WADA turns to AI to catch athletes who have consumed banned substances

With sports around the world shut down by the coronavirus pandemic, the World Anti-Doping Agency is looking to artificial intelligence as a new way to detect athletes who cheat, PTI reported.

Wada is funding four projects in Canada and Germany, looking at whether AI could spot signs of drug use that might elude even experienced human investigators.

The doping body also grappling with the ethical issues around the technology. Athletes won’t be suspended solely on the word of a machine. Instead, AI is a tool to flag up suspect athletes and make sure they get tested.

“When you are working for an anti-doping organization and you want to target some athletes, you look at their competition calendar and you look at their whereabouts, you look at the previous results and so forth,” Wada senior executive director Olivier Rabin told The Associated Press in a recent interview.

“But there is [only] so much a brain can process in terms of information.”

The pandemic has shut down anti-doping testing in many countries, but it’s pushed AI work to the fore since much research can be done remotely.

Analyzing an athlete’s blood or urine sample is about more than just finding a performance-enhancing substance. Tests also track numerous biomarkers like an athlete’s red blood cell count or testosterone levels.

That kind of information is already used by anti-doping bodies in the “biological passport” program to detect the effects of using something like the blood-booster EPO, the substance used by Lance Armstrong.

Wada hopes AI can help improve that system by tracking patterns between those markers and cross-referencing them with other information. One of Wada’s projects aims to make EPO detection more precise and another hopes to do the same for steroids.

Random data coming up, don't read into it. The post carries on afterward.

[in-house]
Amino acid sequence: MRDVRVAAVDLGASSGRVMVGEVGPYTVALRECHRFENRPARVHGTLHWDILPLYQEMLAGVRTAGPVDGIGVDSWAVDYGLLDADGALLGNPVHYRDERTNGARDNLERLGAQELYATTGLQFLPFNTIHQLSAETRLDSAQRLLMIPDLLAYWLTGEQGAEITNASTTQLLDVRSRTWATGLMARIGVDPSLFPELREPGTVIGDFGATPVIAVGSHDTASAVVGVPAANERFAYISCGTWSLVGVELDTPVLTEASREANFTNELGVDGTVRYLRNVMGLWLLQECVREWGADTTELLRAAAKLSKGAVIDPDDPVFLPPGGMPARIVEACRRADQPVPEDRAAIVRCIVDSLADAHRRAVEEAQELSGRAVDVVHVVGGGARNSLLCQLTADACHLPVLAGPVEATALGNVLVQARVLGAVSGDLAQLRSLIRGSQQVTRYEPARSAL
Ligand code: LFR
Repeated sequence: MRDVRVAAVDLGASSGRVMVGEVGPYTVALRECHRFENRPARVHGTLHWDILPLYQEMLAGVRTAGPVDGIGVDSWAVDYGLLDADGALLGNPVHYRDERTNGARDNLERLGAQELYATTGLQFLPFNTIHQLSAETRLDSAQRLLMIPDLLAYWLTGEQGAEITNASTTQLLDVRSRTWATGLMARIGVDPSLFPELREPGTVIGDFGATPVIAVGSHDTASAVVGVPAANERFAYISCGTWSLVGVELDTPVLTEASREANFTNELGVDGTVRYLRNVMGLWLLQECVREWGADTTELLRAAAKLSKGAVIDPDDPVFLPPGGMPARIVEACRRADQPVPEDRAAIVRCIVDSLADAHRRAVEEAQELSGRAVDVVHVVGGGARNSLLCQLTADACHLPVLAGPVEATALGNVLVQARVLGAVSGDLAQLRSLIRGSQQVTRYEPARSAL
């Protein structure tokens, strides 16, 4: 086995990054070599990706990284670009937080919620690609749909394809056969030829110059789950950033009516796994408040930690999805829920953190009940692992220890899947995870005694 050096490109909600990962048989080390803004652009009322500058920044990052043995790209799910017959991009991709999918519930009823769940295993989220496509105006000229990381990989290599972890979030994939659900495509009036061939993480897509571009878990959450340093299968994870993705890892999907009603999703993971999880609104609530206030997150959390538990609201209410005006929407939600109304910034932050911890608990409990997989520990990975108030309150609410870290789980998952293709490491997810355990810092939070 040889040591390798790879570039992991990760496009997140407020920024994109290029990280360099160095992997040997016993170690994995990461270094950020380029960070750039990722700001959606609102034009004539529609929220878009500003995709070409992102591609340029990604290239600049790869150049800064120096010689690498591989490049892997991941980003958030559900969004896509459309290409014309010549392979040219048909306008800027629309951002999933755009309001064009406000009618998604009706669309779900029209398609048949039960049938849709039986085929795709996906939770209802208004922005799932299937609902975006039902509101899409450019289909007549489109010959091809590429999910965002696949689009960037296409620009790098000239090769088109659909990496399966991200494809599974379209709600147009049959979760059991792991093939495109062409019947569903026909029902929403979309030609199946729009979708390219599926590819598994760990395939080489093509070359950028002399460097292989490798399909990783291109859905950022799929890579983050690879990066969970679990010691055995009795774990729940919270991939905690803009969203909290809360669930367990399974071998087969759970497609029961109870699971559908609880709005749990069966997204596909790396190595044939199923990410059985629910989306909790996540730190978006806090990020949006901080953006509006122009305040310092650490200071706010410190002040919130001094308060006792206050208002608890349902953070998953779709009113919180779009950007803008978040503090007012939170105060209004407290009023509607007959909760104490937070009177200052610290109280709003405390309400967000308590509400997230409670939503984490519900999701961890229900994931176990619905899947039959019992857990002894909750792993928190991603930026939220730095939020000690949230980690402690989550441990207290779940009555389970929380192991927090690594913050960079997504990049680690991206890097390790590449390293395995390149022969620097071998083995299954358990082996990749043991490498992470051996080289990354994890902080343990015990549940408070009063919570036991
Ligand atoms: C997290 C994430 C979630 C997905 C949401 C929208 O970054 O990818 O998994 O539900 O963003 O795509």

Machine learning systems can be taught by showing them confirmed “dirty” and “clean” profiles to detect similarities that may not be visible on the surface.

There’s also what Rabin calls a “global” project in Montreal which could predict the risk of doping by evaluating data from a wider range of sources, possibly including the information athletes are required to file about their whereabouts. Athletes’ personal data and even the names of the cities where they live and the train will be anonymized because of privacy concerns.

“It’s been fairly complex discussions … to try to find a balance between, you know, again, protecting data, protecting individuals and making sure that you can still reveal the potential of AI if there is any,” Rabin said.

Athletes’ results in the competition aren’t yet part of the mix.

“Maybe in the future but not for now,” Rabin said.

“AI can be an expensive area of science, with specialists in high demand. Three projects in Canada cost Wada about $425,000 over two years, with matching funding from the province of Quebec’s research funds, and there’s another $60,000 for the EPO project in Germany,” Wada said.

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